Big Sho’ in Gainesville: Music, art, street culture

Who: Carnival w/Madwoman, Twelve’len, and more
When: April 15, 3pm-2am
Where: Celebrations Warehouse,  317 NE 35 Ave, G’ville
Cost: $45 + $3.375 sales tax (general Admission); $75 + $5.625 sales tax (VIP); age 5 and under free; under 16, 18+ year old guardian required
Parking: Parking options limited; using Uber/Lyft suggested

by Illyssa Mann

Artists such as Madwoman and Twelve’len are preparing for their performances at the BIG SHO’ on April 15 at Celebrations Warehouse. 

The BIG SHO’ festival is more than a hip-hop show; it’s an experience, according to Dion Dia: “A mixture of music, art, and street culture, showcased through the framework of the circus.”

Madwoman is a five-person alternative music band performing in Gainesville for eight years. 

“To be included in this very monumental experience that [Dion Dia] is curating for the community feels like such an honor,” Sammie ‘Leni’ Daigle, 28, Madwoman’s lead singer and vox player, said.

Madwoman’s guitar player Chandler McFarland, 27, notes the festival’s circus theme fits their band’s style well. 

“The BIG SHO’ is a carnival. It’s in your face. It’s loud. It’s beautiful. It’s mesmerizing, strange and exciting,” McFarland said. “We are inspired by those themes and try to bring them to life in our sets and music.” 

Artist Twelve’len, 30, will perform at The BIG SHO’, specializing in a blend of rock, rhythm and blues (R&B), and soul music. He said the theme “creates a mark where people can come together and celebrate life, art and the growth of a city.”

“It’s amazing what Dion Dia is doing, creating a moment entirely by giving it a theatrical theme. It gives the festival a moment that people can remember,” Twelve’len said.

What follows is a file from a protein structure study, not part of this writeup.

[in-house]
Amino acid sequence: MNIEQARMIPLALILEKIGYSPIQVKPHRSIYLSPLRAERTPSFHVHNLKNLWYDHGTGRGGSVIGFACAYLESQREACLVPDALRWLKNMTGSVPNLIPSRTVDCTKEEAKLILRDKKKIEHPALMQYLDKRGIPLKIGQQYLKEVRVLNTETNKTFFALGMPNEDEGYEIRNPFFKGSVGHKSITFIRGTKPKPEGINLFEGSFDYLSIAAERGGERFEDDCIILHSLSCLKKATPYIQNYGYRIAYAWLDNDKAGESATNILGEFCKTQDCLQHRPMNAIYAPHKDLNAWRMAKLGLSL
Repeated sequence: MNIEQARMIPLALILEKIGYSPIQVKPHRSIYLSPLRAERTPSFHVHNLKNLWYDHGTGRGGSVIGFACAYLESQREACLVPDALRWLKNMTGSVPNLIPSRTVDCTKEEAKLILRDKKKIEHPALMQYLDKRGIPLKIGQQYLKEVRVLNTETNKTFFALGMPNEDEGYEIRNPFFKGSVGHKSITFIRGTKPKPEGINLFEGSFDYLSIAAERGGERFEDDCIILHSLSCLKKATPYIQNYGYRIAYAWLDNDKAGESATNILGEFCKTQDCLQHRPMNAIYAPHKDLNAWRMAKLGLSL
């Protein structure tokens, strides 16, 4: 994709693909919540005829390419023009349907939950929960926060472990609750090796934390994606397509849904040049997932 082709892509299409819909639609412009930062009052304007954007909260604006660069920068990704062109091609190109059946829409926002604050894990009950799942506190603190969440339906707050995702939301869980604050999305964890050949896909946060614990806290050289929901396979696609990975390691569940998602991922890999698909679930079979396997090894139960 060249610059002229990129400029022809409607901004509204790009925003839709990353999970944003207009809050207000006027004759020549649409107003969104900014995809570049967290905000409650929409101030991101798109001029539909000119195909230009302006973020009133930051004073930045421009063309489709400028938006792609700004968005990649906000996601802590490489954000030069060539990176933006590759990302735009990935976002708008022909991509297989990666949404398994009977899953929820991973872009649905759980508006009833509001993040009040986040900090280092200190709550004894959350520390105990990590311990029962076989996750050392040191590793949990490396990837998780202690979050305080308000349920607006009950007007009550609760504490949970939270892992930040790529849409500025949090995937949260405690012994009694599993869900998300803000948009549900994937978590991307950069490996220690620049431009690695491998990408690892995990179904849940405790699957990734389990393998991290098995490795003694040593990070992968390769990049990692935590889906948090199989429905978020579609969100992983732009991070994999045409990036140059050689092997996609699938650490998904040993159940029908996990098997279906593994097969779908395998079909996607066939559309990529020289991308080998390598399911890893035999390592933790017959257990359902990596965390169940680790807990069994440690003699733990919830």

McFarland said when The BIG SHO’ was pitched to their band, they were “stoked,” and they didn’t need much convincing to jump at the opportunity. 

“This show, specifically, is other-worldly. Having a show we are excited about is one thing, but then it’s curated for a specific cause. We couldn’t ask for more,” he said.

The band started out playing shows at a local cafe in Gainesville in 2014. Since then, McFarland said watching the “constant tides” of bands and music entering the local scene has been interesting. 

“I’ve seen Dion Dia and How Bazar pushing for diversity and hip-hop. As a spectator, hip-hop was missing from the scene prior, and it’s interesting to watch the ebb and flow of great music,” he said.

Twelve’len noted the importance of creating such a space for music to thrive. When he first performed in Gainesville in 2016, Twelve’len said there wasn’t a lot of alternative R&B or hip-hop—instead, mainly rock, indie, and folk bands performed in the scene.

“Gainesville has always been one of my favorite places to perform because every time I come back, I see the growth of the rap scene,” Twelve’len said.

McFarland said he feels blessed by the Gainesville music scene, and it’s always a homecoming whenever the band travels for performances and comes back to perform here.

“I feel that the artists here help support and foster new bands,” he said. 

Daigle continues on this note. “There is a large concentration of musicians here, making for a very rich community,” she said. Whenever we come back to Gainesville, it’s very significant. We’re always grateful for the diversity of our community.”

When performing, Daigle spoke about the power of music to transport you into another world. She said the band puts effort and intention into the show’s flow.

“We can take people on a ride, a journey, through the ebbs and flows of the performance. There are elements of connection and allowing people to tap into the present through music,” she said. 

When it comes to performances, Twelve’len noted that “music is like glue” because it brings the community together in a particular way. 

“When you have these alternative artists, whose music isn’t traditional to areas of today, there’s inspiration,” he said. “Music has the ability to gather people and inspire them.”

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